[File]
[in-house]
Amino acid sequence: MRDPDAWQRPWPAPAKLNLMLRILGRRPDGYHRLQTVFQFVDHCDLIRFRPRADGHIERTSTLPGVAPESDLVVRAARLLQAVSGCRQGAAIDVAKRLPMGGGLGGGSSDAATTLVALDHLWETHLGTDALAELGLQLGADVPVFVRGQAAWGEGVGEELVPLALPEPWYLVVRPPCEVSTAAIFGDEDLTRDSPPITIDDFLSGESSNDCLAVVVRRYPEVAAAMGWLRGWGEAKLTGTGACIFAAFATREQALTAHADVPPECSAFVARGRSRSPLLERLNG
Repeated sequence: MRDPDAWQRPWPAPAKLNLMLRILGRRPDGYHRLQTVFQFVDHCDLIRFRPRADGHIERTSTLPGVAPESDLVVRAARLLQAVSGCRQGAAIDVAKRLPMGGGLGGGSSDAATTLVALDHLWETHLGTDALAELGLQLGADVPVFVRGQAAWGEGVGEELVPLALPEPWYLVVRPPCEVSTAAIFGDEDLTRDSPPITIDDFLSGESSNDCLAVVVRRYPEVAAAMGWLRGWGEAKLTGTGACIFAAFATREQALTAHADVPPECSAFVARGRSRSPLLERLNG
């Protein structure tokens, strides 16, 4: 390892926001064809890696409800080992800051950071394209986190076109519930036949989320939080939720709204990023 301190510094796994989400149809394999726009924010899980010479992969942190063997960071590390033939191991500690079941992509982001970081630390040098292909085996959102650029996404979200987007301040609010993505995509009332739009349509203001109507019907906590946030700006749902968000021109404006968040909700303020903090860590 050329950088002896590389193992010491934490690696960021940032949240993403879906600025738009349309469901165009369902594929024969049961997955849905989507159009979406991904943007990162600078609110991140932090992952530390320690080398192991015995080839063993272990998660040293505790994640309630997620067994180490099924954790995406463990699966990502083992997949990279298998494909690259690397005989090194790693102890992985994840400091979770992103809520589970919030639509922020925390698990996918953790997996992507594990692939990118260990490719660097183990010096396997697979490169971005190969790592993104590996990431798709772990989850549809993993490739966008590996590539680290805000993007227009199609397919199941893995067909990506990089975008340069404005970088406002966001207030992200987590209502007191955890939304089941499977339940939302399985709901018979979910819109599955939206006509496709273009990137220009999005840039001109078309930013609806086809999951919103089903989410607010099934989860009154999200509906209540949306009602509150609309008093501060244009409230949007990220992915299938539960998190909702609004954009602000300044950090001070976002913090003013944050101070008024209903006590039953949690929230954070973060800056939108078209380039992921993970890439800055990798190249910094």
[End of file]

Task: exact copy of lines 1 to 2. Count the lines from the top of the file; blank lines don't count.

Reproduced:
[in-house]
Amino acid sequence: MRDPDAWQRPWPAPAKLNLMLRILGRRPDGYHRLQTVFQFVDHCDLIRFRPRADGHIERTSTLPGVAPESDLVVRAARLLQAVSGCRQGAAIDVAKRLPMGGGLGGGSSDAATTLVALDHLWETHLGTDALAELGLQLGADVPVFVRGQAAWGEGVGEELVPLALPEPWYLVVRPPCEVSTAAIFGDEDLTRDSPPITIDDFLSGESSNDCLAVVVRRYPEVAAAMGWLRGWGEAKLTGTGACIFAAFATREQALTAHADVPPECSAFVARGRSRSPLLERLNG